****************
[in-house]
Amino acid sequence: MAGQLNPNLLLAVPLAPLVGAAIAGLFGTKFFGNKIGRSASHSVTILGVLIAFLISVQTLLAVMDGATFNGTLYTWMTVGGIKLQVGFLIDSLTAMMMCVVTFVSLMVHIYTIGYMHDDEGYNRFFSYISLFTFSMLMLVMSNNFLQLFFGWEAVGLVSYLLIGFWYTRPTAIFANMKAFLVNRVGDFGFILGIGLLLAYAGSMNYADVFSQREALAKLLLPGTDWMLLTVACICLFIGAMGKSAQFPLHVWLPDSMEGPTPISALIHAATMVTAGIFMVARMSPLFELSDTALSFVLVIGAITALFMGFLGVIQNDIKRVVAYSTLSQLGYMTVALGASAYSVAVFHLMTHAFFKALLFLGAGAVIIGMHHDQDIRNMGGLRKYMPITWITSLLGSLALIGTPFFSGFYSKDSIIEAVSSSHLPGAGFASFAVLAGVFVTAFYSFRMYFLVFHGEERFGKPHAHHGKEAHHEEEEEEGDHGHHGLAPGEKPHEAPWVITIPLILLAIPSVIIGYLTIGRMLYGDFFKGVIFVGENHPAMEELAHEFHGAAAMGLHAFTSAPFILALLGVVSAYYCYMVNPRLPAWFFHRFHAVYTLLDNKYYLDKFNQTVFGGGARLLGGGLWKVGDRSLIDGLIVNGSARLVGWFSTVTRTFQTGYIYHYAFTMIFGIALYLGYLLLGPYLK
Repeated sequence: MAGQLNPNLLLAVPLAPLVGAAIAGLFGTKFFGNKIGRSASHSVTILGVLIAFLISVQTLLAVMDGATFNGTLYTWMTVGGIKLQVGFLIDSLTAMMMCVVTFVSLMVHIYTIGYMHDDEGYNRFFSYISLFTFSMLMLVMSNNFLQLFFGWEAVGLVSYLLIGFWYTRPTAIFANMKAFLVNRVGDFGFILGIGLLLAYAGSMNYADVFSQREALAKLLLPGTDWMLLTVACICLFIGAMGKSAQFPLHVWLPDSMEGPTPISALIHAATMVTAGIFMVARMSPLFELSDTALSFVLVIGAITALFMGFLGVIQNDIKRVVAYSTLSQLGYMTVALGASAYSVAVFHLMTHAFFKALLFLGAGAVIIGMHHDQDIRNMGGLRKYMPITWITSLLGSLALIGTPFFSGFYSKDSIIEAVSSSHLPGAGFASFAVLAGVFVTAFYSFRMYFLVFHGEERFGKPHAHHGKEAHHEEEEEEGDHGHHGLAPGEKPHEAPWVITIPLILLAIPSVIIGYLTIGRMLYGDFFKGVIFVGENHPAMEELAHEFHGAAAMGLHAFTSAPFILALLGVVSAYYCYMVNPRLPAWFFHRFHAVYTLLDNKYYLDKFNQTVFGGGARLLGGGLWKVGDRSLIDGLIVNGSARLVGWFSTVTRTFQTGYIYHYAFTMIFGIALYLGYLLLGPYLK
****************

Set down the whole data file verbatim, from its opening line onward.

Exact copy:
[in-house]
Amino acid sequence: MAGQLNPNLLLAVPLAPLVGAAIAGLFGTKFFGNKIGRSASHSVTILGVLIAFLISVQTLLAVMDGATFNGTLYTWMTVGGIKLQVGFLIDSLTAMMMCVVTFVSLMVHIYTIGYMHDDEGYNRFFSYISLFTFSMLMLVMSNNFLQLFFGWEAVGLVSYLLIGFWYTRPTAIFANMKAFLVNRVGDFGFILGIGLLLAYAGSMNYADVFSQREALAKLLLPGTDWMLLTVACICLFIGAMGKSAQFPLHVWLPDSMEGPTPISALIHAATMVTAGIFMVARMSPLFELSDTALSFVLVIGAITALFMGFLGVIQNDIKRVVAYSTLSQLGYMTVALGASAYSVAVFHLMTHAFFKALLFLGAGAVIIGMHHDQDIRNMGGLRKYMPITWITSLLGSLALIGTPFFSGFYSKDSIIEAVSSSHLPGAGFASFAVLAGVFVTAFYSFRMYFLVFHGEERFGKPHAHHGKEAHHEEEEEEGDHGHHGLAPGEKPHEAPWVITIPLILLAIPSVIIGYLTIGRMLYGDFFKGVIFVGENHPAMEELAHEFHGAAAMGLHAFTSAPFILALLGVVSAYYCYMVNPRLPAWFFHRFHAVYTLLDNKYYLDKFNQTVFGGGARLLGGGLWKVGDRSLIDGLIVNGSARLVGWFSTVTRTFQTGYIYHYAFTMIFGIALYLGYLLLGPYLK
Repeated sequence: MAGQLNPNLLLAVPLAPLVGAAIAGLFGTKFFGNKIGRSASHSVTILGVLIAFLISVQTLLAVMDGATFNGTLYTWMTVGGIKLQVGFLIDSLTAMMMCVVTFVSLMVHIYTIGYMHDDEGYNRFFSYISLFTFSMLMLVMSNNFLQLFFGWEAVGLVSYLLIGFWYTRPTAIFANMKAFLVNRVGDFGFILGIGLLLAYAGSMNYADVFSQREALAKLLLPGTDWMLLTVACICLFIGAMGKSAQFPLHVWLPDSMEGPTPISALIHAATMVTAGIFMVARMSPLFELSDTALSFVLVIGAITALFMGFLGVIQNDIKRVVAYSTLSQLGYMTVALGASAYSVAVFHLMTHAFFKALLFLGAGAVIIGMHHDQDIRNMGGLRKYMPITWITSLLGSLALIGTPFFSGFYSKDSIIEAVSSSHLPGAGFASFAVLAGVFVTAFYSFRMYFLVFHGEERFGKPHAHHGKEAHHEEEEEEGDHGHHGLAPGEKPHEAPWVITIPLILLAIPSVIIGYLTIGRMLYGDFFKGVIFVGENHPAMEELAHEFHGAAAMGLHAFTSAPFILALLGVVSAYYCYMVNPRLPAWFFHRFHAVYTLLDNKYYLDKFNQTVFGGGARLLGGGLWKVGDRSLIDGLIVNGSARLVGWFSTVTRTFQTGYIYHYAFTMIFGIALYLGYLLLGPYLK